A correlation between obesity and genetics has been found to be modified by diet, according to a scientific paper in the American Journal of Clinical Nutrition. A research group led by a U.S. Dept. of Agriculture (USDA) scientist found that a specific gene—APOA2—can result in a higher body mass index (BMI).
The APOA2 gene encodes a protein that is part of high-density lipoprotein (HDL) cholesterol, so-called “good” cholesterol. An epigenetic mark, which can be thought of as a type of natural chemical decoration on the genome that regulates gene activity, can be induced and modified by environmental factors, such as dietary intake and lifestyle habits.
Led by molecular biologist Chao-Qiang Lai from the USDA Agricultural Research Service’s (ARS) Nutrition and Genomics Laboratory at Tufts University, the study found the same epigenetic mark also is likely associated with greater appetite, and this can result in greater food consumption and a higher BMI. This study is the first of its kind to take such an in-depth examination of a gene-diet interaction, one that pertains to obesity and the differential response to dietary saturated fat between individuals carrying variants of a specific gene, APOA2.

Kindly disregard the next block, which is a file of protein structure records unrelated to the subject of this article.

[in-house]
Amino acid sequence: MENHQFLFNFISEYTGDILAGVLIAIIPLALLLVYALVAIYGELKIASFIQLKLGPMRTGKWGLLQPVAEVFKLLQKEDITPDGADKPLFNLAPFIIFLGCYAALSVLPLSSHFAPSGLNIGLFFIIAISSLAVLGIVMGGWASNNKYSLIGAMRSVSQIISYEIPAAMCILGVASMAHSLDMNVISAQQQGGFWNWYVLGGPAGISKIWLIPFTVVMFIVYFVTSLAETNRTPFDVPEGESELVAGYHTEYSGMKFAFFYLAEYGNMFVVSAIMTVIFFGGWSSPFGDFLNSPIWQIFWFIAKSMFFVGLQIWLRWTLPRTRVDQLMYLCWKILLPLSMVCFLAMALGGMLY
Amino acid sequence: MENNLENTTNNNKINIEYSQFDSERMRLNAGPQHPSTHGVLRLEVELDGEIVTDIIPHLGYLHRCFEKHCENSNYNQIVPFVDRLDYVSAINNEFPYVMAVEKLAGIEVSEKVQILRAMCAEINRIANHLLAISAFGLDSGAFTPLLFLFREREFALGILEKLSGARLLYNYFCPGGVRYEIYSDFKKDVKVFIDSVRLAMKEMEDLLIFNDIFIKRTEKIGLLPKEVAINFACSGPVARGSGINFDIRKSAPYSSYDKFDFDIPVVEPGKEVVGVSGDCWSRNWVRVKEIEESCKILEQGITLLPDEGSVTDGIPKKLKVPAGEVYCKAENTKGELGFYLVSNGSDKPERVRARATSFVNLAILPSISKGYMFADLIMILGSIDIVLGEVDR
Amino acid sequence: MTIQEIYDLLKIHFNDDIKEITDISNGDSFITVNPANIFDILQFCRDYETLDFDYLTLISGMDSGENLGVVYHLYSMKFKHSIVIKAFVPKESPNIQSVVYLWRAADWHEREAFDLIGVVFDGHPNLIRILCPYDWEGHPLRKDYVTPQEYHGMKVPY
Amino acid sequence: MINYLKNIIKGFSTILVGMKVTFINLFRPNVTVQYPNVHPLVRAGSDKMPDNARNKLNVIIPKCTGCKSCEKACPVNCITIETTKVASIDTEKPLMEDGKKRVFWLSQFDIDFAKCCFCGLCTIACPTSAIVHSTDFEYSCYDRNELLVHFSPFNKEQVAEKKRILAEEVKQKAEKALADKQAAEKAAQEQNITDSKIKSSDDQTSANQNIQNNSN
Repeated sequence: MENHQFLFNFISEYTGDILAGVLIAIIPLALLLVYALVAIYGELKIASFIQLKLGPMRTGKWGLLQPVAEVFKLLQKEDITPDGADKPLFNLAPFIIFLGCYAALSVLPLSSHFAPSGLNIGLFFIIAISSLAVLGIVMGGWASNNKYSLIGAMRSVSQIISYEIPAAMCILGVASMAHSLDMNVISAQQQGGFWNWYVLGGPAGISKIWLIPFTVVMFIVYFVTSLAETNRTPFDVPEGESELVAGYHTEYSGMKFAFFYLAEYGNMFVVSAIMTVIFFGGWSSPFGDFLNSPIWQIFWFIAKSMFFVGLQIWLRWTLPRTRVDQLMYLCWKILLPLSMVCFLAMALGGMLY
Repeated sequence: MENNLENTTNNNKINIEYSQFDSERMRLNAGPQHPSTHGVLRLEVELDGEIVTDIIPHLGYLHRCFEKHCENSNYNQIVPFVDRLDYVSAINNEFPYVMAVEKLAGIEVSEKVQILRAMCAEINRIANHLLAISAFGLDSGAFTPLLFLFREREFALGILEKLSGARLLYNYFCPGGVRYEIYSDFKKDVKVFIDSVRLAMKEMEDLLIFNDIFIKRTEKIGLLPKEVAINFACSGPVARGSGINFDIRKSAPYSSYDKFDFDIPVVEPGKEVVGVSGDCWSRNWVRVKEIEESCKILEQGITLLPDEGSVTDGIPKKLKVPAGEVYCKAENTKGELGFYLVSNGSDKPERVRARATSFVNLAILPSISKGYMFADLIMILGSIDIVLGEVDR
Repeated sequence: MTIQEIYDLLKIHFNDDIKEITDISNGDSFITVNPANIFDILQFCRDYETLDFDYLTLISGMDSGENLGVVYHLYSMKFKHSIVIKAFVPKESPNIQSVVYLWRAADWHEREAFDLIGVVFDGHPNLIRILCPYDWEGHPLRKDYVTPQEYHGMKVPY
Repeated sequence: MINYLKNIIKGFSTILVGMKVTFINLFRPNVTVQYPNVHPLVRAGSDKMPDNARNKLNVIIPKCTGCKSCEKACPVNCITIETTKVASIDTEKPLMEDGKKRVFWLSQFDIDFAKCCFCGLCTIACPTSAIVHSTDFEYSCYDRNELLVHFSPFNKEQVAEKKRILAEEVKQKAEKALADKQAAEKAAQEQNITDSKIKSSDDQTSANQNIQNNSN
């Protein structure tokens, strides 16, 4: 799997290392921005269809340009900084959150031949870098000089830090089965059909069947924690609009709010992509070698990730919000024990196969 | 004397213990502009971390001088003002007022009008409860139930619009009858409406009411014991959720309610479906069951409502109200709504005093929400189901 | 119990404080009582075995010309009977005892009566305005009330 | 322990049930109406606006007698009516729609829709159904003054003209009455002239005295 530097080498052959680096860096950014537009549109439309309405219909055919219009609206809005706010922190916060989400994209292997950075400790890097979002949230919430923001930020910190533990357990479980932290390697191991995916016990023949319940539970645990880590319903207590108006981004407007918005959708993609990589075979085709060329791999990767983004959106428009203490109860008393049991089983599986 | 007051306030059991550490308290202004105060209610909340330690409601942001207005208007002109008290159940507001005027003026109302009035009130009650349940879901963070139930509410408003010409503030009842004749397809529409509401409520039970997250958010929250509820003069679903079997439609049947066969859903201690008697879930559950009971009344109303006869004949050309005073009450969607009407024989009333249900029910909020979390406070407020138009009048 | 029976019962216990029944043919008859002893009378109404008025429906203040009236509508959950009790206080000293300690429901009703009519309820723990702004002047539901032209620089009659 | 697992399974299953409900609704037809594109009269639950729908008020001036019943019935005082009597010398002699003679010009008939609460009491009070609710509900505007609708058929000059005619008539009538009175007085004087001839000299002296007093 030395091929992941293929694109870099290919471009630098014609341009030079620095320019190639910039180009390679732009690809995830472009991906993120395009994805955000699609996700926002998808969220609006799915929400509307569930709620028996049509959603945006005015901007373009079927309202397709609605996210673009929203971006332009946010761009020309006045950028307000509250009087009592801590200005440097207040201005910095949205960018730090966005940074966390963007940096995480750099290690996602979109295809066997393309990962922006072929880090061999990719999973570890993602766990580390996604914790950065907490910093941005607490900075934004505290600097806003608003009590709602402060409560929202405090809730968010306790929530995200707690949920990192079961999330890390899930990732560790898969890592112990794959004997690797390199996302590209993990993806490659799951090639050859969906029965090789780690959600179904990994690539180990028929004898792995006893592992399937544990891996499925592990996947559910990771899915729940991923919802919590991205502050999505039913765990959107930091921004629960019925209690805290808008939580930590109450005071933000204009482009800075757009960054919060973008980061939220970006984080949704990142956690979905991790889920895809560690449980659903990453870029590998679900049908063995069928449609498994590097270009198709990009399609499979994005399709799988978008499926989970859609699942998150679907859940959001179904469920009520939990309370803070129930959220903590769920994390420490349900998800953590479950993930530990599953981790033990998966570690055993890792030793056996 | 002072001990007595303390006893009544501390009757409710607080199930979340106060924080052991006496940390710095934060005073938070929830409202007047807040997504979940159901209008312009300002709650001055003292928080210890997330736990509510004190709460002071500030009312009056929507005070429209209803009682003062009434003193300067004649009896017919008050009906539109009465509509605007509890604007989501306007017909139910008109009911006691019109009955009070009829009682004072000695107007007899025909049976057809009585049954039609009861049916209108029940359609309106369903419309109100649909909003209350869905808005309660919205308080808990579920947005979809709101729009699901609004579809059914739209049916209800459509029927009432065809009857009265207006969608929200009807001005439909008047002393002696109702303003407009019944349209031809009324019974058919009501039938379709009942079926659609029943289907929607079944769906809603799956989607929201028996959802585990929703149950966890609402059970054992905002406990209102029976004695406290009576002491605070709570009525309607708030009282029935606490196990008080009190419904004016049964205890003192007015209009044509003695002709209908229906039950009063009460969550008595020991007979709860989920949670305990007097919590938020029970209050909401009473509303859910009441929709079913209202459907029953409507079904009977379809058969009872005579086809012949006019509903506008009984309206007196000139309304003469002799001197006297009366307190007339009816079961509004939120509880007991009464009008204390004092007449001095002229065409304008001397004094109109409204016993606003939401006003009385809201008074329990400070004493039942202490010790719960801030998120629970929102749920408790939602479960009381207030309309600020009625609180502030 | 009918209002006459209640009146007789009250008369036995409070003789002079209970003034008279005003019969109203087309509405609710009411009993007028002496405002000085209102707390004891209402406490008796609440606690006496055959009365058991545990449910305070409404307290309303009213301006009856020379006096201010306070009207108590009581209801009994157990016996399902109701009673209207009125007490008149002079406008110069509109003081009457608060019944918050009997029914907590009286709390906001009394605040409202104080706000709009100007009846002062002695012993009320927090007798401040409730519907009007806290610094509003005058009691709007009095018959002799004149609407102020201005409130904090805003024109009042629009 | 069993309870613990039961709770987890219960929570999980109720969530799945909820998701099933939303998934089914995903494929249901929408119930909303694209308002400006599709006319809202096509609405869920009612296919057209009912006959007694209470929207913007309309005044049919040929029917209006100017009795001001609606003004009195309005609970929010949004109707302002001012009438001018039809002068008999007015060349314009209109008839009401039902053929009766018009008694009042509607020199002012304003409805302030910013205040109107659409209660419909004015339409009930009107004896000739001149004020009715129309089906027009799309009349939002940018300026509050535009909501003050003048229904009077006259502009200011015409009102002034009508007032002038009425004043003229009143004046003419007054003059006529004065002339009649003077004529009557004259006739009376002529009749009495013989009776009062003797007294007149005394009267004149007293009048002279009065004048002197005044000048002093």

The research group started with 80 individuals and then replicated their initial findings in two additional populations. The group’s analyses identified an epigenetic mark—a genetic feature not directly governed by the genetic code—that is associated with saturated fat intake exclusively in subjects who carry the APOA2 gene. According to Lai, these discoveries could explain why individuals with this genetic factor consume more food and have a higher BMI